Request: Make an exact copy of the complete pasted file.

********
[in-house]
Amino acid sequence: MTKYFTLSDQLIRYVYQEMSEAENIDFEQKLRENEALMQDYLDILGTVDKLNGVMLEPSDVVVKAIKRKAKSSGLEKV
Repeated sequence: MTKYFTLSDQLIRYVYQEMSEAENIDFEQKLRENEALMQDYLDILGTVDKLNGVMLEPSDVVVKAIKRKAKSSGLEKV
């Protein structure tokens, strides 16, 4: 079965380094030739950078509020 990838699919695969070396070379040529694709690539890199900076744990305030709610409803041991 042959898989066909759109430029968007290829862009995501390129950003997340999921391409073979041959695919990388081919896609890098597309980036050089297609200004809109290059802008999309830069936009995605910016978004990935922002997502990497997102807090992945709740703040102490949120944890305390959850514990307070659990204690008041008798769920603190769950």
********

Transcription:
[in-house]
Amino acid sequence: MTKYFTLSDQLIRYVYQEMSEAENIDFEQKLRENEALMQDYLDILGTVDKLNGVMLEPSDVVVKAIKRKAKSSGLEKV
Repeated sequence: MTKYFTLSDQLIRYVYQEMSEAENIDFEQKLRENEALMQDYLDILGTVDKLNGVMLEPSDVVVKAIKRKAKSSGLEKV
């Protein structure tokens, strides 16, 4: 079965380094030739950078509020 990838699919695969070396070379040529694709690539890199900076744990305030709610409803041991 042959898989066909759109430029968007290829862009995501390129950003997340999921391409073979041959695919990388081919896609890098597309980036050089297609200004809109290059802008999309830069936009995605910016978004990935922002997502990497997102807090992945709740703040102490949120944890305390959850514990307070659990204690008041008798769920603190769950």